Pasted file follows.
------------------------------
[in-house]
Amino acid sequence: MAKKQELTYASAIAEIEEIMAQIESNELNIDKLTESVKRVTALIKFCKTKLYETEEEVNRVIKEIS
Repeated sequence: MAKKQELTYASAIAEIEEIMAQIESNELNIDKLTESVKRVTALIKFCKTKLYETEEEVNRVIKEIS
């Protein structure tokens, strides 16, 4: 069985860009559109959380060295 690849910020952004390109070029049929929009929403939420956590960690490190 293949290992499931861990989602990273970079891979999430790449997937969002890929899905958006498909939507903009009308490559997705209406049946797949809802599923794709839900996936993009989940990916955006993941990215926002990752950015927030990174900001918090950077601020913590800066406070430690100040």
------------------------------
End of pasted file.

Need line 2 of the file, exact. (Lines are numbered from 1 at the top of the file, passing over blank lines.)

Amino acid sequence: MAKKQELTYASAIAEIEEIMAQIESNELNIDKLTESVKRVTALIKFCKTKLYETEEEVNRVIKEIS